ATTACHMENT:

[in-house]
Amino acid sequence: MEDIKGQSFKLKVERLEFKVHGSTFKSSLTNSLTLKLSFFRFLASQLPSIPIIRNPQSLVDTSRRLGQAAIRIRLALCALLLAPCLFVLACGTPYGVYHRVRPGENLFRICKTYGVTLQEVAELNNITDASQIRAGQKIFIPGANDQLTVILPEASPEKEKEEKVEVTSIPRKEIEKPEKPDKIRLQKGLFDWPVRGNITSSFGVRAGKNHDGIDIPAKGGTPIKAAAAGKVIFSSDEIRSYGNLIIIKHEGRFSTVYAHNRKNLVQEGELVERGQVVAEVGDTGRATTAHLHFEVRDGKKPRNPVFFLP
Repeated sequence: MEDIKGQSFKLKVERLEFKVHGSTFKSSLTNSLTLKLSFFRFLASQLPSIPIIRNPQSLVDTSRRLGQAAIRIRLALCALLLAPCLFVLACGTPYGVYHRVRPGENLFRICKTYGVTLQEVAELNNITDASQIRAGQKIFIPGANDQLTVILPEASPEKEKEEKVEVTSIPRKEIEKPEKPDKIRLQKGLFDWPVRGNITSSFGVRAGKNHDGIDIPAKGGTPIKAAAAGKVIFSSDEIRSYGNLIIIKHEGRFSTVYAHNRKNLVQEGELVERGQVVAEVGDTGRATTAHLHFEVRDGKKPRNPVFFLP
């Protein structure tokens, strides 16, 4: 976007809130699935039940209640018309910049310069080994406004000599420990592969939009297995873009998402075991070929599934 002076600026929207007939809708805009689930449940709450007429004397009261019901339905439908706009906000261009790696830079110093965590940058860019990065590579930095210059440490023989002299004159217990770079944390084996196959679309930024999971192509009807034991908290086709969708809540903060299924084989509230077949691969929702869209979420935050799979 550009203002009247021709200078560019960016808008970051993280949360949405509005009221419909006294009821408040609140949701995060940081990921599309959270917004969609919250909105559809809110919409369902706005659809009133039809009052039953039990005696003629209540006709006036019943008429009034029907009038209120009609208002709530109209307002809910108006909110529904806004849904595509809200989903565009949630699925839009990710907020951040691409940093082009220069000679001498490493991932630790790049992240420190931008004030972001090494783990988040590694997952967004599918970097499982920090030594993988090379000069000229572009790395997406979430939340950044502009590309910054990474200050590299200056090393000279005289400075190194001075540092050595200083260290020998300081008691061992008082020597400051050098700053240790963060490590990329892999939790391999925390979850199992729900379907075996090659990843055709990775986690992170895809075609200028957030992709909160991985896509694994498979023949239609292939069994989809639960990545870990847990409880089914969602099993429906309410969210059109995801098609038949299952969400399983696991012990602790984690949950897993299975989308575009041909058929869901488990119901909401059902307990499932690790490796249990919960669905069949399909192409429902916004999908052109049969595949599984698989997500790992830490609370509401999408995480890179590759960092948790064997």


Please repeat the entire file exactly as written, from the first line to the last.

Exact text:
[in-house]
Amino acid sequence: MEDIKGQSFKLKVERLEFKVHGSTFKSSLTNSLTLKLSFFRFLASQLPSIPIIRNPQSLVDTSRRLGQAAIRIRLALCALLLAPCLFVLACGTPYGVYHRVRPGENLFRICKTYGVTLQEVAELNNITDASQIRAGQKIFIPGANDQLTVILPEASPEKEKEEKVEVTSIPRKEIEKPEKPDKIRLQKGLFDWPVRGNITSSFGVRAGKNHDGIDIPAKGGTPIKAAAAGKVIFSSDEIRSYGNLIIIKHEGRFSTVYAHNRKNLVQEGELVERGQVVAEVGDTGRATTAHLHFEVRDGKKPRNPVFFLP
Repeated sequence: MEDIKGQSFKLKVERLEFKVHGSTFKSSLTNSLTLKLSFFRFLASQLPSIPIIRNPQSLVDTSRRLGQAAIRIRLALCALLLAPCLFVLACGTPYGVYHRVRPGENLFRICKTYGVTLQEVAELNNITDASQIRAGQKIFIPGANDQLTVILPEASPEKEKEEKVEVTSIPRKEIEKPEKPDKIRLQKGLFDWPVRGNITSSFGVRAGKNHDGIDIPAKGGTPIKAAAAGKVIFSSDEIRSYGNLIIIKHEGRFSTVYAHNRKNLVQEGELVERGQVVAEVGDTGRATTAHLHFEVRDGKKPRNPVFFLP
């Protein structure tokens, strides 16, 4: 976007809130699935039940209640018309910049310069080994406004000599420990592969939009297995873009998402075991070929599934 002076600026929207007939809708805009689930449940709450007429004397009261019901339905439908706009906000261009790696830079110093965590940058860019990065590579930095210059440490023989002299004159217990770079944390084996196959679309930024999971192509009807034991908290086709969708809540903060299924084989509230077949691969929702869209979420935050799979 550009203002009247021709200078560019960016808008970051993280949360949405509005009221419909006294009821408040609140949701995060940081990921599309959270917004969609919250909105559809809110919409369902706005659809009133039809009052039953039990005696003629209540006709006036019943008429009034029907009038209120009609208002709530109209307002809910108006909110529904806004849904595509809200989903565009949630699925839009990710907020951040691409940093082009220069000679001498490493991932630790790049992240420190931008004030972001090494783990988040590694997952967004599918970097499982920090030594993988090379000069000229572009790395997406979430939340950044502009590309910054990474200050590299200056090393000279005289400075190194001075540092050595200083260290020998300081008691061992008082020597400051050098700053240790963060490590990329892999939790391999925390979850199992729900379907075996090659990843055709990775986690992170895809075609200028957030992709909160991985896509694994498979023949239609292939069994989809639960990545870990847990409880089914969602099993429906309410969210059109995801098609038949299952969400399983696991012990602790984690949950897993299975989308575009041909058929869901488990119901909401059902307990499932690790490796249990919960669905069949399909192409429902916004999908052109049969595949599984698989997500790992830490609370509401999408995480890179590759960092948790064997």